Although she has an agreeable screen presence, Dapkunaite doesn’t appear as beaten down by life as the material suggests Helen might be; she lacks evidence of an inner wound, as well as a gravity that might have made the role more moving. And the actress has a tendency to smile too much, as if she wants to be liked above all.

Ending has a muted effectiveness, but pic’s repetitive techniques, somber blue/green/gray hues and unvarying hushed tone has worn thin before it arrives. Strings-dominated score by Murray Gold sets a mournful mood, reinforced by the delicately expressive tech work.

Kiss of Life

Un Certain Regard / U.K.-France

Production: A Film Council and BBC Films presentation with the participation of France 3 Cinema, Gimages Films and Sofica Gimages 6 of a Baker Street Media Finance Take Five production in co-production with Wild Horses Films and Haut et Court in association with Autonomous. (International sales: Celluloid Dreams, Paris.) Produced by Gayle Griffiths. Executive producers, Cat Villiers, Chiara Menage, Paul Trijbits, David M. Thompson, Bill Allan. Co-producers, Caroline Benjo, Carole Scotta, Simon Arnal-Szlovak. Directed, written by Emily Young.

Crew: Camera (Deluxe color), Wojciech Szepel; editor, David Charap; music, Murray Gold; production designer, Jane Morton; costumes, Julian Day; sound (Dolby Digital), Ronald Bailey; line producer (Croatia), Igor A. Nola; associate producer, Christopher Collins; casting, Gary Davy. Reviewed at Cannes Film Festival (Un Certain Regard), May 21, 2003. Running time: 86 MIN.

With: Helen - Ingeborga Dapkunaite John - Peter Mullan Pap - David Warner Kate - Millie Findlay Telly - James E. Martin

More Film

  • The Mule trailer

    Film Review: Clint Eastwood in 'The Mule'

    From Dirty Harry to … dirty grandpa, Clint Eastwood certainly has a type of character that he’s comfortable playing, and “The Mule” finds him squarely in his comfort zone, appearing as a surly old horticulturalist who, at age 90, has become perhaps the most reliable drug runner for the Sinaloa cartel, evading detection for nearly [...]

  • Penelope Cruz, Javier Bardem, ‘The Realm,’

    ‘The Realm,’ ‘Champions,’ Cruz and Bardem Among Spanish Academy Goya Nominations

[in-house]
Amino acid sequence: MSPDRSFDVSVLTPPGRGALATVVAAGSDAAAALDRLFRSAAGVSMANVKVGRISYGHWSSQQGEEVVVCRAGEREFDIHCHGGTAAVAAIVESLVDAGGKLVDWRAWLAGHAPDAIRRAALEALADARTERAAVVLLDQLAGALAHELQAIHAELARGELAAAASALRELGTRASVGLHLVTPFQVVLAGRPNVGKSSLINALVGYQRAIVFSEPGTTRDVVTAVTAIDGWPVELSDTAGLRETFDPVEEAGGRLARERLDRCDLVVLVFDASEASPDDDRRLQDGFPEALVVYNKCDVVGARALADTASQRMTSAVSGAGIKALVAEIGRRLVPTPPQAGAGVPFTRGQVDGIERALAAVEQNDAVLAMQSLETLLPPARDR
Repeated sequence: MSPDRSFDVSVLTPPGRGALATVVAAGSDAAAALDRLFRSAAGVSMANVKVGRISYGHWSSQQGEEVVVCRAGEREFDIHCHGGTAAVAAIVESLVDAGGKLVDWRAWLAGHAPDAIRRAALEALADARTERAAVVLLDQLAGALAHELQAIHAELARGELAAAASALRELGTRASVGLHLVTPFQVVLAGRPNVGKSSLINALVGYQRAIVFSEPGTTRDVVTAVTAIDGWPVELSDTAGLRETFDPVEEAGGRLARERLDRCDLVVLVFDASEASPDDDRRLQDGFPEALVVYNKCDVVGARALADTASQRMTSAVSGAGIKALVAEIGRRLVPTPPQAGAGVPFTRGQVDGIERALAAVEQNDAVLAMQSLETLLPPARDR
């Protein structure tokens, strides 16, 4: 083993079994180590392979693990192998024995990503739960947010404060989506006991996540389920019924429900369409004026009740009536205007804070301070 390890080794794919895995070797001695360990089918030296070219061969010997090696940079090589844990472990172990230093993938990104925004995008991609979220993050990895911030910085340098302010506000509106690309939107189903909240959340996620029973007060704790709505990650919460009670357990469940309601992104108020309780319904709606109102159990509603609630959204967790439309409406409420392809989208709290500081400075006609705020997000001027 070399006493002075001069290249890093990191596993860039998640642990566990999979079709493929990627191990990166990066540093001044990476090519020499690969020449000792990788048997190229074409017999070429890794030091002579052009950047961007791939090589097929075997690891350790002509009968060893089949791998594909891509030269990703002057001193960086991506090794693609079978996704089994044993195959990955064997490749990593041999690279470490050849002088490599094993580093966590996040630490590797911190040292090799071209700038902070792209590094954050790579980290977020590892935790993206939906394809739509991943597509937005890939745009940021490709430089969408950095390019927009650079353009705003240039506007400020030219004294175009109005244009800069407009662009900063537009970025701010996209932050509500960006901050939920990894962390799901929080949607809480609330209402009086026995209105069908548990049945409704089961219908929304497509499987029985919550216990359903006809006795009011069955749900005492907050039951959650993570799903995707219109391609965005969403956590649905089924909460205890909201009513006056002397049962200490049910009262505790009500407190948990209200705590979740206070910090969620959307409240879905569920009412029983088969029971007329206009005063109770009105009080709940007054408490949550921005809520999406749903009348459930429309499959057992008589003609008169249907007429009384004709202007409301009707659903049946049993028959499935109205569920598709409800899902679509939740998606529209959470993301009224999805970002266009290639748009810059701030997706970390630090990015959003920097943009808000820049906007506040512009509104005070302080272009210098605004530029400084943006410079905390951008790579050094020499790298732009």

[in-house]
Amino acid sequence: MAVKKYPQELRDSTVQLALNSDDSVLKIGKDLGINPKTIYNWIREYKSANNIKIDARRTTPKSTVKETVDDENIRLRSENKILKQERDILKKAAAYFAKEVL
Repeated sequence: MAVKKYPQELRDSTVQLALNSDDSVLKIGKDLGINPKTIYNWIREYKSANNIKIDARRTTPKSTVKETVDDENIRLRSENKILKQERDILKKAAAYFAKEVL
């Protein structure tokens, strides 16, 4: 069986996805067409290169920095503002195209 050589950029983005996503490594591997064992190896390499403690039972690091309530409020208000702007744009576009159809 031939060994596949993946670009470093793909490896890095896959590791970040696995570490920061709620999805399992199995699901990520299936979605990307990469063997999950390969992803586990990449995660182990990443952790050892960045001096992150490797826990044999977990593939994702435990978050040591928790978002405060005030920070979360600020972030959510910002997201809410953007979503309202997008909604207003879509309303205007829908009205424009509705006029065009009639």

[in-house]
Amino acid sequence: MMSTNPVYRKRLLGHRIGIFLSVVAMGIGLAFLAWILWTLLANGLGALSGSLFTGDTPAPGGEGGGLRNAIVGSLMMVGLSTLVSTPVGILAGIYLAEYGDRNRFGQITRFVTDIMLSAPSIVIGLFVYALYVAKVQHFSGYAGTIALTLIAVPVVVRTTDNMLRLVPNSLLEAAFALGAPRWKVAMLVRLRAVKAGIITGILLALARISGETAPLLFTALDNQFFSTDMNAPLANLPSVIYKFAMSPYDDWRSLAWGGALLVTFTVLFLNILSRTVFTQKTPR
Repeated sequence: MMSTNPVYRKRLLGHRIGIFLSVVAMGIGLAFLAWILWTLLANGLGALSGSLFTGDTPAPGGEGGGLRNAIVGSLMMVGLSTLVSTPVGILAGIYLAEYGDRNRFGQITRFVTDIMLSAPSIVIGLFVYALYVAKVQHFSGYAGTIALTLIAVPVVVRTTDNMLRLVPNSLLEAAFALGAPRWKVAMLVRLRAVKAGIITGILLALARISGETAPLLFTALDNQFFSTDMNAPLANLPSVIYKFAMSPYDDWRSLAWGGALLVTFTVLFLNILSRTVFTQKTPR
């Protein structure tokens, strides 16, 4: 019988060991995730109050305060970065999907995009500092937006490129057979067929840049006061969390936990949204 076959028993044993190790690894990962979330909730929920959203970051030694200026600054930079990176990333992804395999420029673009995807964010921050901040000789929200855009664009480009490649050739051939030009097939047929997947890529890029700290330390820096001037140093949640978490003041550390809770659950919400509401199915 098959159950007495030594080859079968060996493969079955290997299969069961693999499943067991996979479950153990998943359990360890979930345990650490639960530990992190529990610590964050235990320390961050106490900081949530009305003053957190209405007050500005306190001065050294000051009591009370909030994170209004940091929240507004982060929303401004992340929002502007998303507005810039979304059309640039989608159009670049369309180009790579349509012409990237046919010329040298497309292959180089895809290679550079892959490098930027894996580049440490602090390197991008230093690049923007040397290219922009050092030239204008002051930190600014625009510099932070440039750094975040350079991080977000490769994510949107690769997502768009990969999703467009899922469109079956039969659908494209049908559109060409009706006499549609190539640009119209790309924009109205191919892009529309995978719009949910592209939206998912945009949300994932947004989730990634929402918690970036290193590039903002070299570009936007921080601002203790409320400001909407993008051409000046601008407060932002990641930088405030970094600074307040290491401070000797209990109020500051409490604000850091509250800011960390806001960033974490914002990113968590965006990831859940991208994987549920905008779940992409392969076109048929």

MADRID — Spain’s Academy of Motion Picture Arts and Sciences announced today the nominees for the 33rdedition of the Goya Awards, to be held at the Palacio de Congresos y Exposiciones in Sevilla on Feb. 2, 2019. Leading the pack with 13 nominations is Rodrigo Sorogoyen’s ultra-current political thriller “The Realm,” which impressed in San [...]

  • Sony Pictures to release Pedro Almodovar’s

    Sony Pictures to Release Pedro Almodovar’s ‘Pain & Glory' (EXCLUSIVE)

    In a break from his Spanish distributor of past years, Warner Bros., Pedro Almodovar has opted to release his latest film “Pain & Glory” in Spain via Sony Pictures Releasing International on March 22, 2019. “We are delighted and excited that we are releasing “Pain & Glory” in Spain with a whole new team: Sony Pictures in [...]

  • Megan Mullally SAG Awards

    Megan Mullally to Host 2019 SAG Awards

    “Will & Grace” actress Megan Mullally has been selected as the host the 25th edition of the SAG Awards on Jan. 27 at the Shrine Auditorium in Los Angeles. Kristen Bell performed the emcee duties this year as the first-ever host of the ceremonies. More Reviews Film Review: Clint Eastwood in 'The Mule' Film Review: [...]

  • Aaron Sorkin

    Aaron Sorkin's 'Trial of the Chicago 7' Put on Hold (EXCLUSIVE)

    After getting close to pushing the long-in-development project into production, Amblin Entertainment is shutting down pre-production on Aaron Sorkin’s “The Trial of the Chicago 7,” sources tell Variety. Sources say Sorkin is focusing on his play “To Kill a Mockingbird,” which opens Thursday, while the studio figures out how to move forward on the film. [...]

More From Our Brands

Access exclusive content